Tarantula Hawk Wasp Nest

The tarantula hawk nest is actually much bigger than it looks on the surface. At the top, all you see is a small one to two-inch hole in the ground.

These nests are built to trap and immobilize tarantulas for their larvae.

As we mentioned earlier, Tarantula Hawks don’t kill or eat these spiders themselves.

These wasps lay egg sacs on the spiders so that once the larva hatches, it can feed on the still-alive tarantula.

The nests provide a safe space for the larvae to pupate and overwinter, emerging as adult wasps in summer and spring.

For this reason, what looks like just a small hole in the ground goes deep into the ground and has several small chambers.

Each one is meant for a single egg and tarantula.

Female wasps hop around the burrow to recognize its contours so they can find it again.

They then search for tarantulas, trapping each one and laying an egg before bringing in another, also covering up the entrance every time.

Tarantula Hawk

Life Cycle of A Tarantula Hawk 

Tarantula Hawks have a complete life cycle with all stages.

It starts off with the female mating and starting to look for a suitable place to lay her eggs.

Once the nest is created (as we explained above), the wasp starts laying them and putting food in the burrow for the larvae.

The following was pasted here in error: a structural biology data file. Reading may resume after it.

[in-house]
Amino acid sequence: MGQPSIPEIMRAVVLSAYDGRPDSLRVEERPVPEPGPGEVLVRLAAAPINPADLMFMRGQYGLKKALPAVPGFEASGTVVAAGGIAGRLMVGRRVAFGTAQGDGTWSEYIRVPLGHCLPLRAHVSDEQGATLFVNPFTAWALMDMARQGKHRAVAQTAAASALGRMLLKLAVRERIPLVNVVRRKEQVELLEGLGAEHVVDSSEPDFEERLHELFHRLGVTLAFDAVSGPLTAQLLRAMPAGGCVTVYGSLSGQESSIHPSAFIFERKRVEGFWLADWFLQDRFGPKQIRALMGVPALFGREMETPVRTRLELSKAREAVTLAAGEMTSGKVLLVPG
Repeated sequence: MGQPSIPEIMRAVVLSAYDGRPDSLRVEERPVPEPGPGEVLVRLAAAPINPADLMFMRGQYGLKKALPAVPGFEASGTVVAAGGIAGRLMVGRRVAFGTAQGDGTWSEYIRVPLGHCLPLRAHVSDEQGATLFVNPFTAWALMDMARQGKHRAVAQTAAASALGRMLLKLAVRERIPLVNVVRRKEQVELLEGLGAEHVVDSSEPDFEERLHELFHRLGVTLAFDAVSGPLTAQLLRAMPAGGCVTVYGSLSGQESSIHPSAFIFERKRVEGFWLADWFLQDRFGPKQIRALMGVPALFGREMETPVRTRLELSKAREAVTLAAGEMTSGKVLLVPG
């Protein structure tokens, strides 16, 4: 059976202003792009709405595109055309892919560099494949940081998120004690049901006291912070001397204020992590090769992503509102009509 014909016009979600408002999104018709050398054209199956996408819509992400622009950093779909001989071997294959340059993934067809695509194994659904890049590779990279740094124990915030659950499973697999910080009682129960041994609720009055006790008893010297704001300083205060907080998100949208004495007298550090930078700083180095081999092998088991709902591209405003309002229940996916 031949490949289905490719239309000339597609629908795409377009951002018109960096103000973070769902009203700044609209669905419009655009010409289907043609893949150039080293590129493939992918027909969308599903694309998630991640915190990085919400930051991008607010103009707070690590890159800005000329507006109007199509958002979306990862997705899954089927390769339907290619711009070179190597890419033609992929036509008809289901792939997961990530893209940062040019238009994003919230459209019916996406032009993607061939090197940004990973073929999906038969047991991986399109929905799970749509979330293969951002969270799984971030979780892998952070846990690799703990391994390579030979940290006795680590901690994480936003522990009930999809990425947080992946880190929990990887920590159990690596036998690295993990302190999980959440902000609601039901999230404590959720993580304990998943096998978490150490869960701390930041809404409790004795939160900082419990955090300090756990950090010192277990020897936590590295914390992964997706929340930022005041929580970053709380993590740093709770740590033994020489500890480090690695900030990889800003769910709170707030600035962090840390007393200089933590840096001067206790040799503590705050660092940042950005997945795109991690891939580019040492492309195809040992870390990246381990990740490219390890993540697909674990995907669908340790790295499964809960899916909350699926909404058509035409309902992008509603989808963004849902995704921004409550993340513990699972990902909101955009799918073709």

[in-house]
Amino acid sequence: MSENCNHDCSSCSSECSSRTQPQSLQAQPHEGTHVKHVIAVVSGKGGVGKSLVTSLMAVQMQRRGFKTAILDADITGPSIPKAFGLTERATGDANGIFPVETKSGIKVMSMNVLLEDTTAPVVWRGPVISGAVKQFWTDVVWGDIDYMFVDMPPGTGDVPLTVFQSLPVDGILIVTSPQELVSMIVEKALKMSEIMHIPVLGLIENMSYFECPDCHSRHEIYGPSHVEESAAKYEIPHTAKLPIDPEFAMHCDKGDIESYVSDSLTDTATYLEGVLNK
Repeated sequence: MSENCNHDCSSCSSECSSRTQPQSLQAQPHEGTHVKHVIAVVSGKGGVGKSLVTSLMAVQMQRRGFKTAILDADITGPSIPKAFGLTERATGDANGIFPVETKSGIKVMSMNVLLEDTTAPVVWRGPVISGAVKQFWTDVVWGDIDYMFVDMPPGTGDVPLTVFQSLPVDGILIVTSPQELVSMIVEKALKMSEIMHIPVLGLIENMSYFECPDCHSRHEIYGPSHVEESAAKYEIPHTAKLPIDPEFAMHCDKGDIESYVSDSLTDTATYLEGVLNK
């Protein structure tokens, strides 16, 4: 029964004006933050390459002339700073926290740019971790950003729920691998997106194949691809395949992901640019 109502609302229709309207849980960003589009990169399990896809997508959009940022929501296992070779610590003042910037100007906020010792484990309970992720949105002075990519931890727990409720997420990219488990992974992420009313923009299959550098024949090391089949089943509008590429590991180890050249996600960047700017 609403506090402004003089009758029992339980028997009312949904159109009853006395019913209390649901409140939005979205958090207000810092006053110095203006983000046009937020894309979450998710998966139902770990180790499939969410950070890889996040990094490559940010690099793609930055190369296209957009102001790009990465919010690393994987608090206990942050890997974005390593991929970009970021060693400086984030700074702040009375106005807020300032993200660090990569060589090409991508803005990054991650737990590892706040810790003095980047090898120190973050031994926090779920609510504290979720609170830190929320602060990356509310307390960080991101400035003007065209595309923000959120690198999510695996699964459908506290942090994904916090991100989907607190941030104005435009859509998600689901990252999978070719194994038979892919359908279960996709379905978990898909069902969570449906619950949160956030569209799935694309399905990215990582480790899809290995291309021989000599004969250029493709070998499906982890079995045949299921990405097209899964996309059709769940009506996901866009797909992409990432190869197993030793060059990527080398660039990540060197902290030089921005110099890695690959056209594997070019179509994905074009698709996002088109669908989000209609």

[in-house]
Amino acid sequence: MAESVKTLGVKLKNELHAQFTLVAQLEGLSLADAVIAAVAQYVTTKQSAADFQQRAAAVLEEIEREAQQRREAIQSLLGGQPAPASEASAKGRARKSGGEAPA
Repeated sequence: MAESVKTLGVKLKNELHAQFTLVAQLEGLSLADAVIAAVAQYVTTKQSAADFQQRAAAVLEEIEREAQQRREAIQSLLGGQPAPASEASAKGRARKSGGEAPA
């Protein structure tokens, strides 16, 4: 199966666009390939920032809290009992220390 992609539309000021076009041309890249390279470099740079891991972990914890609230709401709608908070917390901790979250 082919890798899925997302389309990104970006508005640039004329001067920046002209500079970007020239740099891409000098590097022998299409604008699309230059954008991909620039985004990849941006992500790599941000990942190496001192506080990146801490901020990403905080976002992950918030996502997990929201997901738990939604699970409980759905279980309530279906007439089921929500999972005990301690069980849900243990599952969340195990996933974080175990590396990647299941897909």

The larvae eat the tarantula graciously put there by the mother, grow larger, pupate, and then eventually, after two to three weeks, emerge as an adult.

Here’s each stage in more detail.

Laying Eggs

The female tarantula hawk paralyzes its prey with a poisonous sting and drags it to an underground nest.

She lays an egg on the spider and seals the burrow before seeking more prey for her eggs.

An average female lays around 13.4 eggs, requiring the same number of tarantulas in her lifetime.

Growing Instars

A larva egg hatches into a first-instar larva. It starts to feed on the paralyzed spider, drinking the blood first.

It then grows over the course of 20 to 25 days, molting its skin four times and consuming part of the spider’s body.

Interestingly, the larvae understand how to leave certain organs like the nervous system and heart intact.

This helps keep its meal fresh till the very end, allowing them to eat up as long as possible.

Tarantula Hawk


In the last instar stage (the fifth one), the final embers of the poor spider get eaten, and the larvae begin to pupate.

It takes a couple of weeks for them to emerge as adults. These adults overwinter and wait till spring to come out of the burrows.


Adult Tarantula hawks reach up to two inches in length, with an orange and black body.

Females have a 0.3-inch stinger, while males do not, although they appear aggressive.

Both sexes drink nectar from milkweed flowers. 

How Long Do Tarantula Hawks Live?

Tarantula hawks live on average for 1-3 years.

This can significantly vary depending on things like which region they are in.

In the desert and semi-arid places in the US, Mexico, and parts of Central America, climate plays a major role and also affects the availability of food.

Female tarantula hawks usually live longer than males because they use their larger size and ovipositors to defend themselves better in their dry environment.

Do Tarantula Hawks Bite?

Do they ever?

Tarantula hawks are feared for their painful sting.